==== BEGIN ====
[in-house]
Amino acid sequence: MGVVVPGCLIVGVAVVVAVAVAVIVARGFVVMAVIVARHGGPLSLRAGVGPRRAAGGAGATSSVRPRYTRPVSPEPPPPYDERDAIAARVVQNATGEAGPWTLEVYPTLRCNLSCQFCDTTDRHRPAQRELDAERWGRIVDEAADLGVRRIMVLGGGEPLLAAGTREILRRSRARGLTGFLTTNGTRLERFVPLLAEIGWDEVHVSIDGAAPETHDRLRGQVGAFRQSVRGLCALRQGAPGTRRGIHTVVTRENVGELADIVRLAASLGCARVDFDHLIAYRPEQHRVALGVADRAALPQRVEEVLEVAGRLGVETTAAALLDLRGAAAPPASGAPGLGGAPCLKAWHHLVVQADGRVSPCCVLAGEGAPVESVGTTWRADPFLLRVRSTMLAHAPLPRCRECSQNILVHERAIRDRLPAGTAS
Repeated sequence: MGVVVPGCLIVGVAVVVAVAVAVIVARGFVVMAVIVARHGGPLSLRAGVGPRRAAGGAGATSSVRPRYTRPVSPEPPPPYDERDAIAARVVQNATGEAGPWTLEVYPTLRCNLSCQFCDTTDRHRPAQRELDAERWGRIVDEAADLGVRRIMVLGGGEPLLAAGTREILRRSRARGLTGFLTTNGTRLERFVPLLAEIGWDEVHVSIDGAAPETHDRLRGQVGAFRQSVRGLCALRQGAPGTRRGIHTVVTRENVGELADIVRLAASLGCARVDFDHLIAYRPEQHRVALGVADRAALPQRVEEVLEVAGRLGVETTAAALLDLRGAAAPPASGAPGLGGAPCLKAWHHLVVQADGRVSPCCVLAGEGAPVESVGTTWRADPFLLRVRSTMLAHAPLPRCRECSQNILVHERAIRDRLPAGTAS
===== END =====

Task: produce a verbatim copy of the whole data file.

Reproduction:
[in-house]
Amino acid sequence: MGVVVPGCLIVGVAVVVAVAVAVIVARGFVVMAVIVARHGGPLSLRAGVGPRRAAGGAGATSSVRPRYTRPVSPEPPPPYDERDAIAARVVQNATGEAGPWTLEVYPTLRCNLSCQFCDTTDRHRPAQRELDAERWGRIVDEAADLGVRRIMVLGGGEPLLAAGTREILRRSRARGLTGFLTTNGTRLERFVPLLAEIGWDEVHVSIDGAAPETHDRLRGQVGAFRQSVRGLCALRQGAPGTRRGIHTVVTRENVGELADIVRLAASLGCARVDFDHLIAYRPEQHRVALGVADRAALPQRVEEVLEVAGRLGVETTAAALLDLRGAAAPPASGAPGLGGAPCLKAWHHLVVQADGRVSPCCVLAGEGAPVESVGTTWRADPFLLRVRSTMLAHAPLPRCRECSQNILVHERAIRDRLPAGTAS
Repeated sequence: MGVVVPGCLIVGVAVVVAVAVAVIVARGFVVMAVIVARHGGPLSLRAGVGPRRAAGGAGATSSVRPRYTRPVSPEPPPPYDERDAIAARVVQNATGEAGPWTLEVYPTLRCNLSCQFCDTTDRHRPAQRELDAERWGRIVDEAADLGVRRIMVLGGGEPLLAAGTREILRRSRARGLTGFLTTNGTRLERFVPLLAEIGWDEVHVSIDGAAPETHDRLRGQVGAFRQSVRGLCALRQGAPGTRRGIHTVVTRENVGELADIVRLAASLGCARVDFDHLIAYRPEQHRVALGVADRAALPQRVEEVLEVAGRLGVETTAAALLDLRGAAAPPASGAPGLGGAPCLKAWHHLVVQADGRVSPCCVLAGEGAPVESVGTTWRADPFLLRVRSTMLAHAPLPRCRECSQNILVHERAIRDRLPAGTAS